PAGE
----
Maybe you could argue that its consequences aren’t quite what they think, appealing to their sense of the common good? You could argue that those many millions of new arrivals haven’t brought the economic boom that was promised for Britain, which has long since lapsed into low growth stagnation, and that should maybe make us think about whether more would be better? They might not be able to marshal any statistics or studies to engage in that discussion, but that doesn’t matter: the grown-up answer in the grown-up conversation about immigration is always “more”.

You could even try one last tactic. You could say maybe we should have fewer of certain migrants — perhaps the low-skilled, or those who have committed crimes in this country or other countries. But what would be the point? The grown-up answer will always end up meaning “more”, after they’ve patronised you by explaining that no migrants are ever really unskilled, and no migrants could ever have committed crimes, otherwise the British state would have removed them. Grown-ups also believe in fairy tales.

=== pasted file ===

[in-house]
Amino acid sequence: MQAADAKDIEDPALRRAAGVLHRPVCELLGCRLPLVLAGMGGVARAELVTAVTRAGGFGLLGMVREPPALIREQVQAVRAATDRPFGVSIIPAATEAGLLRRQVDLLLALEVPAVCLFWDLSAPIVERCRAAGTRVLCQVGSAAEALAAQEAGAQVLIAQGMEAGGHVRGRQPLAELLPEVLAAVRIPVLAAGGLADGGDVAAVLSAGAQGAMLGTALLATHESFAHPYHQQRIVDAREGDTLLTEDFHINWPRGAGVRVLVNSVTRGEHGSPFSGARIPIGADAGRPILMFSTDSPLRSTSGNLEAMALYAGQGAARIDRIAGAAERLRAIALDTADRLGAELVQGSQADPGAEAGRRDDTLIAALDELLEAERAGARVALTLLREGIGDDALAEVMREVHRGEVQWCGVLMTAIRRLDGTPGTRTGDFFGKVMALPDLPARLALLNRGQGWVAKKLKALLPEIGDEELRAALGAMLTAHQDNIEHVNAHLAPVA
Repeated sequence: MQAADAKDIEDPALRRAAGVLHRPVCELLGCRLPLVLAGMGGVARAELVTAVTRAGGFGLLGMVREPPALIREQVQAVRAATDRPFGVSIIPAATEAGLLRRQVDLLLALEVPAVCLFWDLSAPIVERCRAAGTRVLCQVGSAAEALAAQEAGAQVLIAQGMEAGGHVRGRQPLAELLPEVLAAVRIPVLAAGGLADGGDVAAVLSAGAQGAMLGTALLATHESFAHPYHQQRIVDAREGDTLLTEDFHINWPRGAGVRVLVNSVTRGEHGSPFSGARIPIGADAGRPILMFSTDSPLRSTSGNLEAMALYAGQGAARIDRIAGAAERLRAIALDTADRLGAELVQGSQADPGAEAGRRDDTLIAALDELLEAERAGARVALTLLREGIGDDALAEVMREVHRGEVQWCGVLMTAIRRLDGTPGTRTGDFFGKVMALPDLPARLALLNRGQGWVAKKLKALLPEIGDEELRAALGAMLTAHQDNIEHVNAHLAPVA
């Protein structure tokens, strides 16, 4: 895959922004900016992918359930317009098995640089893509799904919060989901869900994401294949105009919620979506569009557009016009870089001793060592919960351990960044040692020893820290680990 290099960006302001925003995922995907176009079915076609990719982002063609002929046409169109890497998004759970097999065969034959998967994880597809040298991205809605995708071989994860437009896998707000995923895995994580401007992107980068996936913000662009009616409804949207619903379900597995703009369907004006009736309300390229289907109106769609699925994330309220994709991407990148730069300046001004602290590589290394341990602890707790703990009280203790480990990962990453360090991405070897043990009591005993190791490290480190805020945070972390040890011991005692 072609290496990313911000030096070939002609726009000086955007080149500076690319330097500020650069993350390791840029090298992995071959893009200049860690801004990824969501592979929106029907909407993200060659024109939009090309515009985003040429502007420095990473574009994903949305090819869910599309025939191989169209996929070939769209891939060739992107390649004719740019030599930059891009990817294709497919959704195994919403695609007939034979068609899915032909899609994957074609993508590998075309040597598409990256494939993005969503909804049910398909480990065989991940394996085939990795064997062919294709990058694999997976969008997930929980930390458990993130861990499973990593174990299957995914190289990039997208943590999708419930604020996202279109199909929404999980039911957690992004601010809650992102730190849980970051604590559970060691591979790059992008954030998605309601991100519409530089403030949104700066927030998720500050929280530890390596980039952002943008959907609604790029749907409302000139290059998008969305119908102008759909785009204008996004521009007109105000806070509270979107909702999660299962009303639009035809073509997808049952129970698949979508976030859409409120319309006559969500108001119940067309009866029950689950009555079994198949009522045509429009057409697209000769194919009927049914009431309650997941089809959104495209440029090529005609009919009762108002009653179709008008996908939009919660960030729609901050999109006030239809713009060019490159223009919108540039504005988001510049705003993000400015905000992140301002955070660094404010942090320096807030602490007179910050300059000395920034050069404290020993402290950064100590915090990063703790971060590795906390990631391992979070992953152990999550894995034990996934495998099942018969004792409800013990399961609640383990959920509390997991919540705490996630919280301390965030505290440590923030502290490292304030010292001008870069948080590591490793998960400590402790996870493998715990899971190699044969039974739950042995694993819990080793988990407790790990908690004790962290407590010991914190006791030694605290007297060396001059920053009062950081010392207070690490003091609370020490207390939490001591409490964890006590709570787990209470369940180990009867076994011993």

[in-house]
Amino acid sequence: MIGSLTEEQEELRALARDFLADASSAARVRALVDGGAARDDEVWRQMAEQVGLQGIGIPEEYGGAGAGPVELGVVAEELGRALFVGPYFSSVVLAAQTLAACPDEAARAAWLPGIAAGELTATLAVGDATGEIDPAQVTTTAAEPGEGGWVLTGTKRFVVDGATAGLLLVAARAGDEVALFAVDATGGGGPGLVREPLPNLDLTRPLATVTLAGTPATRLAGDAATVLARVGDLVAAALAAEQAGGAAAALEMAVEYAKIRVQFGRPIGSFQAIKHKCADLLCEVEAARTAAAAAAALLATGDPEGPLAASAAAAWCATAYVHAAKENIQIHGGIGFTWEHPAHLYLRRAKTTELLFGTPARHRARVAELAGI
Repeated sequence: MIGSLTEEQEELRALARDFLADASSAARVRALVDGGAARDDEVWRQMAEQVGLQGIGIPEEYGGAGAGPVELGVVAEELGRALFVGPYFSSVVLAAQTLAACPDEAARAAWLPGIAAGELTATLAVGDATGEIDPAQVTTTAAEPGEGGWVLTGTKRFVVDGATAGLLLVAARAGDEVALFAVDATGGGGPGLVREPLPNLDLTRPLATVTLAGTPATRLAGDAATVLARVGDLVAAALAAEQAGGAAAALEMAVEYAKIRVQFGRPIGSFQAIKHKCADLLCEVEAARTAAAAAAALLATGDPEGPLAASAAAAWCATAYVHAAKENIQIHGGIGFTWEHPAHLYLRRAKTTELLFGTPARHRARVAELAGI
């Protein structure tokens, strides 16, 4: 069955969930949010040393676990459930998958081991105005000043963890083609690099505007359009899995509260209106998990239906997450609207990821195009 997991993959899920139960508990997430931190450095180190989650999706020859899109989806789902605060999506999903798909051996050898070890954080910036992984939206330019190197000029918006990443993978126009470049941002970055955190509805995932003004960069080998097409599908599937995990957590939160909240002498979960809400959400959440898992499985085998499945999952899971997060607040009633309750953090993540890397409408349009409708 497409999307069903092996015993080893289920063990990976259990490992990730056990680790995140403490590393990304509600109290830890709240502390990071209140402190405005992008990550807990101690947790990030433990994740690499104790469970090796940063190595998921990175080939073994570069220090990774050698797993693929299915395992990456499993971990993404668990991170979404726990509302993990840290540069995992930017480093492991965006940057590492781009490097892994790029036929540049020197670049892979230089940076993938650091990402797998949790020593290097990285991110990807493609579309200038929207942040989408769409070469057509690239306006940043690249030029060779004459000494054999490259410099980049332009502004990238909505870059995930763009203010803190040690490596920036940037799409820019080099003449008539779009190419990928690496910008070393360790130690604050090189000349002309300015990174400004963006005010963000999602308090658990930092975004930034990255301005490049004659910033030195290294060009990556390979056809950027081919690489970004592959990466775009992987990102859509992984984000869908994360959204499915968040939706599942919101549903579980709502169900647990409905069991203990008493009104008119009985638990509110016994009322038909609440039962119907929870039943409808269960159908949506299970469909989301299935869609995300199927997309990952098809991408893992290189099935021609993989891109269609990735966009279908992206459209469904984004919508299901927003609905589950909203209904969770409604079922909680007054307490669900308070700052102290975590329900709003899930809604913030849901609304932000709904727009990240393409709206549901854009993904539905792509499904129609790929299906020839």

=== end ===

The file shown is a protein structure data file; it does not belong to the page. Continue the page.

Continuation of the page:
One last thing. Grown-ups are big fans of some of what used to be called our broadsheet newspapers — The Times or The Guardian especially. If you look up a story on immigration in any one of them, about how more migrants are coming into the country often illegally or because of some quirk of the law, you’ll often see grown-ups gleefully explaining how Leave voters won’t like this, and they’ve brought it all upon themselves. It doesn’t even matter whether the story is objectively good or bad, or whether they in fact approve, the grown-ups descend to join the fun — the point is the other side, the non-grown-up side, seem to be losing. If you didn’t know by now, that’s how a grown-up behaves, and the Leave voters? They should just suck it up.